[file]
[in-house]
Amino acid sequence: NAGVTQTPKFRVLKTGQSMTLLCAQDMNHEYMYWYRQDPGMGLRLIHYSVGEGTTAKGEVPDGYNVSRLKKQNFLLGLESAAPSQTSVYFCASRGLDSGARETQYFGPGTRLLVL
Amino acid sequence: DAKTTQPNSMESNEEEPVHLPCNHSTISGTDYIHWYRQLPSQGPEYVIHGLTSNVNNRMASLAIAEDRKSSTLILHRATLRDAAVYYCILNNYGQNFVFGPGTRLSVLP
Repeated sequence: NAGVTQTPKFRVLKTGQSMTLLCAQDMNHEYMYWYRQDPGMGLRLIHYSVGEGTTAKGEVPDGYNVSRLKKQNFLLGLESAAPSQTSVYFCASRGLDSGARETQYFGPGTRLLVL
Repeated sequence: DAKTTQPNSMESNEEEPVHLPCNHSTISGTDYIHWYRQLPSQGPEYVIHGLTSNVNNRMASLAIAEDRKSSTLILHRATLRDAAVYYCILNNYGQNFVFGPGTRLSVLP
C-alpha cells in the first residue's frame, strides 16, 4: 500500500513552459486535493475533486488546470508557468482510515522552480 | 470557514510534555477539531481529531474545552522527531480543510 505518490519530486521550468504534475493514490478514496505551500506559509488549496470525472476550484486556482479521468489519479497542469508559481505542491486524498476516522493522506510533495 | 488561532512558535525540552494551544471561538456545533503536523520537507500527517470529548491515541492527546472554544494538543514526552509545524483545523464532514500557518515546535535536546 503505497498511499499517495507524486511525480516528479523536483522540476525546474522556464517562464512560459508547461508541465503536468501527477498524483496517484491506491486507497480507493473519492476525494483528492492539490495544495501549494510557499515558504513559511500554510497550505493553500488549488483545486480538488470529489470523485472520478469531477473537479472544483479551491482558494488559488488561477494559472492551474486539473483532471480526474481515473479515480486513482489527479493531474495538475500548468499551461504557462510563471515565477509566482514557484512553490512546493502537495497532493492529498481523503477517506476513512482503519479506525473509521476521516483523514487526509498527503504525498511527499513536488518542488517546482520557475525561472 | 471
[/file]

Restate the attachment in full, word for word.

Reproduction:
[in-house]
Amino acid sequence: NAGVTQTPKFRVLKTGQSMTLLCAQDMNHEYMYWYRQDPGMGLRLIHYSVGEGTTAKGEVPDGYNVSRLKKQNFLLGLESAAPSQTSVYFCASRGLDSGARETQYFGPGTRLLVL
Amino acid sequence: DAKTTQPNSMESNEEEPVHLPCNHSTISGTDYIHWYRQLPSQGPEYVIHGLTSNVNNRMASLAIAEDRKSSTLILHRATLRDAAVYYCILNNYGQNFVFGPGTRLSVLP
Repeated sequence: NAGVTQTPKFRVLKTGQSMTLLCAQDMNHEYMYWYRQDPGMGLRLIHYSVGEGTTAKGEVPDGYNVSRLKKQNFLLGLESAAPSQTSVYFCASRGLDSGARETQYFGPGTRLLVL
Repeated sequence: DAKTTQPNSMESNEEEPVHLPCNHSTISGTDYIHWYRQLPSQGPEYVIHGLTSNVNNRMASLAIAEDRKSSTLILHRATLRDAAVYYCILNNYGQNFVFGPGTRLSVLP
C-alpha cells in the first residue's frame, strides 16, 4: 500500500513552459486535493475533486488546470508557468482510515522552480 | 470557514510534555477539531481529531474545552522527531480543510 505518490519530486521550468504534475493514490478514496505551500506559509488549496470525472476550484486556482479521468489519479497542469508559481505542491486524498476516522493522506510533495 | 488561532512558535525540552494551544471561538456545533503536523520537507500527517470529548491515541492527546472554544494538543514526552509545524483545523464532514500557518515546535535536546 503505497498511499499517495507524486511525480516528479523536483522540476525546474522556464517562464512560459508547461508541465503536468501527477498524483496517484491506491486507497480507493473519492476525494483528492492539490495544495501549494510557499515558504513559511500554510497550505493553500488549488483545486480538488470529489470523485472520478469531477473537479472544483479551491482558494488559488488561477494559472492551474486539473483532471480526474481515473479515480486513482489527479493531474495538475500548468499551461504557462510563471515565477509566482514557484512553490512546493502537495497532493492529498481523503477517506476513512482503519479506525473509521476521516483523514487526509498527503504525498511527499513536488518542488517546482520557475525561472 | 471